Author(s): Thomas Olde Heuvelt
No. of pages: 615
Genre: Thriller, Horror, Paranormal
In Echo you follow Sam and Nick’s story of how they’re dealing with the aftermath of an accident that happened high up in the Swiss Alps.
Nick and Augustin, climbing buddies, are attracted by the Maudit – a mountain in the Alps. They soon discover why everyone seems to steer clear of it and why there’s not much information to be found by any others who tried to reach the top. This only makes it all the more interesting to Nick and Augustin. Not long after reaching the top, Nick wakes up from a coma and Augustin is dead. What happened? And will Sam and Nick ever be able to pick up their life together again?
Thomas Olde Heuvelt’s writing style had me hooked from the very start. I read the first chapter in bed, late at night, and that ended up as being not one of my smartest ideas ever. Let’s just say that I needed to go to the toilet, but was afraid of doing so 😬 (Of course I eventually went, but not without running)
Although some of the sentences and passages seemed a bit messy to me, there was never a dull moment in Echo. You get to know both Nick and Sam’s past, both of which contain some traumatic experiences which are explored into the tiniest details. These flashbacks felt kinda Stephen King to me, but it was still *very* Thomas Olde Heuvelt! 👏🏼 I think he did a great job on writing a story while being inspired by an author, but still staying true to himself.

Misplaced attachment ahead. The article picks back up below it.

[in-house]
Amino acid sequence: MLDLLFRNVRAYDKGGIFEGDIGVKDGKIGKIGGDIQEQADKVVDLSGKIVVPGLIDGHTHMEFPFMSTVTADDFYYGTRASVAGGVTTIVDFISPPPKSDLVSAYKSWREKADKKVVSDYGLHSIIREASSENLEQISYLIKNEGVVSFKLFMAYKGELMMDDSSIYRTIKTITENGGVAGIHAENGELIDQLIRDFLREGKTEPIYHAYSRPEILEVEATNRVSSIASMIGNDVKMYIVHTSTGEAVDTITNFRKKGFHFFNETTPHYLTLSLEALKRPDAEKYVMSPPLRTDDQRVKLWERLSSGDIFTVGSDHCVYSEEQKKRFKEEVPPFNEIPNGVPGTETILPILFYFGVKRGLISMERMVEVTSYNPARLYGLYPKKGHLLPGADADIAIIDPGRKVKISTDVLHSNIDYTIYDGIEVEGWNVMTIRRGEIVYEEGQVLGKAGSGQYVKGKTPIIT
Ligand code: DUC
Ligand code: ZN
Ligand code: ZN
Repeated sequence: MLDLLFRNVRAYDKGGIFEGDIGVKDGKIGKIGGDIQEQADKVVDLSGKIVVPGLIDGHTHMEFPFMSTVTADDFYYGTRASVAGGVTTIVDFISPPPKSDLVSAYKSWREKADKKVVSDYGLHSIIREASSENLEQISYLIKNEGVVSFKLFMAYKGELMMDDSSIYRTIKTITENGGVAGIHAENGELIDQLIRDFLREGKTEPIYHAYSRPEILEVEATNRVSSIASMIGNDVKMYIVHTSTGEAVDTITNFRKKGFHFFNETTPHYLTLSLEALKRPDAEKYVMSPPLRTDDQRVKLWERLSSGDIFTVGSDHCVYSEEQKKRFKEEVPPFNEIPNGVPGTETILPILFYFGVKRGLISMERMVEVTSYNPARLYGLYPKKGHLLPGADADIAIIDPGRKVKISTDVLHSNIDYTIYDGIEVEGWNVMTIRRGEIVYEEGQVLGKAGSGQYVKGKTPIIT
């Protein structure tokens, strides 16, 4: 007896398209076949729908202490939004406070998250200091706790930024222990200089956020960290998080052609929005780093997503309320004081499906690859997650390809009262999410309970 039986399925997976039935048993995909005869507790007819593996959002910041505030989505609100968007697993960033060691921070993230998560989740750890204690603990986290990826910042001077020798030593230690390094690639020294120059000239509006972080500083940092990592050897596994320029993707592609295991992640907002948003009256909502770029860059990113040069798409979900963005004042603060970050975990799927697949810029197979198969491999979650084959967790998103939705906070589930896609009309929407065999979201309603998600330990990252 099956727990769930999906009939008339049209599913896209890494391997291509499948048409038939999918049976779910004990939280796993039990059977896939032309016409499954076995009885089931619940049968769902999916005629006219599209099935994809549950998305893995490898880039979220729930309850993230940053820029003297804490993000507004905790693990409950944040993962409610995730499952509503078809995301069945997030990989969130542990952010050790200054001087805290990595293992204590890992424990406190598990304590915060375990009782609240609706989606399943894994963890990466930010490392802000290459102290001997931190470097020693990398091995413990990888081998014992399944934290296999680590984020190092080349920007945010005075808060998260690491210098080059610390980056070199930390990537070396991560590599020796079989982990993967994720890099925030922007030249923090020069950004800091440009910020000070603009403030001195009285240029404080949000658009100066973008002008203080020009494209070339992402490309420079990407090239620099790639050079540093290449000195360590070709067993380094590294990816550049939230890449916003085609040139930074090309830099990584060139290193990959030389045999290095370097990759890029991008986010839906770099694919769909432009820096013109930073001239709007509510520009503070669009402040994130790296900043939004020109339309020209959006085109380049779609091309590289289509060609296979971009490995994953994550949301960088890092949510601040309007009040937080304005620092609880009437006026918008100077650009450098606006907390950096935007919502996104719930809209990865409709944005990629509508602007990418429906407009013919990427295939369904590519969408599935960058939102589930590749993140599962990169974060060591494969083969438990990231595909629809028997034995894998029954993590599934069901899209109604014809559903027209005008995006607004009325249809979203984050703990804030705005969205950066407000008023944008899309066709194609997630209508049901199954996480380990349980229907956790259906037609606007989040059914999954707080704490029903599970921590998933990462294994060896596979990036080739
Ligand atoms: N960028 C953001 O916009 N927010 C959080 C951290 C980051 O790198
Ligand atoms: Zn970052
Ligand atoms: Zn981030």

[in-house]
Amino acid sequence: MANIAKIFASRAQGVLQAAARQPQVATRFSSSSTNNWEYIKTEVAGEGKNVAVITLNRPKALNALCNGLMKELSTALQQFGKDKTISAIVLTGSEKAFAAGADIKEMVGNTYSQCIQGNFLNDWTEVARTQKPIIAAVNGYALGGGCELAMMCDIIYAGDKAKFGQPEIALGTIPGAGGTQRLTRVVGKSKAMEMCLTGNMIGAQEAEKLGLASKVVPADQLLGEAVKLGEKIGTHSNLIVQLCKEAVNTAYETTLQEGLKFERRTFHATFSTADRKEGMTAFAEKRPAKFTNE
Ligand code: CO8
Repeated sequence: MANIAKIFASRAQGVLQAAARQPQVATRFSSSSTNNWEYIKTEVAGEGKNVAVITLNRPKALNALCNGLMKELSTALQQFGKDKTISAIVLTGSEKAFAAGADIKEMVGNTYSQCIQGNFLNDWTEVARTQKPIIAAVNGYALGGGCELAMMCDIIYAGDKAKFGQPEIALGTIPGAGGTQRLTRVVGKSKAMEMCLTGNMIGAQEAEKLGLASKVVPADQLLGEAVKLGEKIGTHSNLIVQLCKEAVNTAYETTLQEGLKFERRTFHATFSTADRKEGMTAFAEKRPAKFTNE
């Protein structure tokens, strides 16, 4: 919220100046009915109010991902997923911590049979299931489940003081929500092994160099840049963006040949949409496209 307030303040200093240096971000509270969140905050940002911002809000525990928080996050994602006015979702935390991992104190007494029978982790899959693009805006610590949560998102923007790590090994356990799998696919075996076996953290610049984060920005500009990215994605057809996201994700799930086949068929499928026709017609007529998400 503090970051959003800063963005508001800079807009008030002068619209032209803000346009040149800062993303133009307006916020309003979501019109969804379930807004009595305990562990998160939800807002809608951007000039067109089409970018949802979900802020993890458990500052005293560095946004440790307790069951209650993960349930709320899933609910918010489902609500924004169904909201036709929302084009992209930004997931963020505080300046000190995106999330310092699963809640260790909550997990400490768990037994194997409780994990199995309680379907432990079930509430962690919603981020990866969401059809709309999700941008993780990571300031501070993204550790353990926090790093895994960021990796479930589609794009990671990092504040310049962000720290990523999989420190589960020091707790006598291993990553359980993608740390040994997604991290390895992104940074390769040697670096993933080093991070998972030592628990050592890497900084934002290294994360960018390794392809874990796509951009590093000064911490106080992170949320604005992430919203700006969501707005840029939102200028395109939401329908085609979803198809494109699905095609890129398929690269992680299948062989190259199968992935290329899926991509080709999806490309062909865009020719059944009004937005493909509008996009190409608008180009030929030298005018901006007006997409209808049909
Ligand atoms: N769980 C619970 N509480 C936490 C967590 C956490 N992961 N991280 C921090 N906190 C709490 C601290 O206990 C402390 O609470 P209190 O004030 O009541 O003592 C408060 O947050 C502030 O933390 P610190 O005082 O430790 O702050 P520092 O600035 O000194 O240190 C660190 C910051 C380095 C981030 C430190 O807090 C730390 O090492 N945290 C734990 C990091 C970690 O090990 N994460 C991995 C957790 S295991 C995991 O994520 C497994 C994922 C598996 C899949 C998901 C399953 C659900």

You also get to know about the relationship between Nick and Sam and let’s just talk about that relationship, shall we? At first I didn’t know Sam and Nick were a gay couple, but of course the names were a big enough hint. For most. I’ve been let down in the past by writers who seemed to have written a story with gay main characters, but they had just given one of the two a gender neutral name and I ended up reading another story about another heterosexual couple. Because Thomas Olde Heuvelt doesn’t push the gender of Sam in your face when you read from his POV, I didn’t know if I was dealing with a man or a woman called Sam. Eventually I was sure and I was quite pleased with that. Because it was just what it was: a loving relationship between two men. It just didn’t feel as though Thomas Olde Heuvelt was trying to force a gay couple into his novel, just to make himself look good.
Besides Sam and Nick’s relationship, I also loved the details of what happened in the mountains and what was still happening with Nick after he woke up from his coma. I don’t want to give away too much details, because I don’t want to spoil *anything*, but it just felt like Thomas Olde Heuvelt put a lot of thought into his novel and it worked out so very well!
I hope the translation (there just has to be a translation of this eventually!) will be finished soon so the whole world can enjoy Echo!
Soon after the release of Echo I had the chance of meeting Thomas Olde Heuvelt and getting my copy signed! It was the first signing session I ever went to and it was amazing. Thomas was really nice – he even put in a personal message warning me for echo’s and chill drafts at night 👻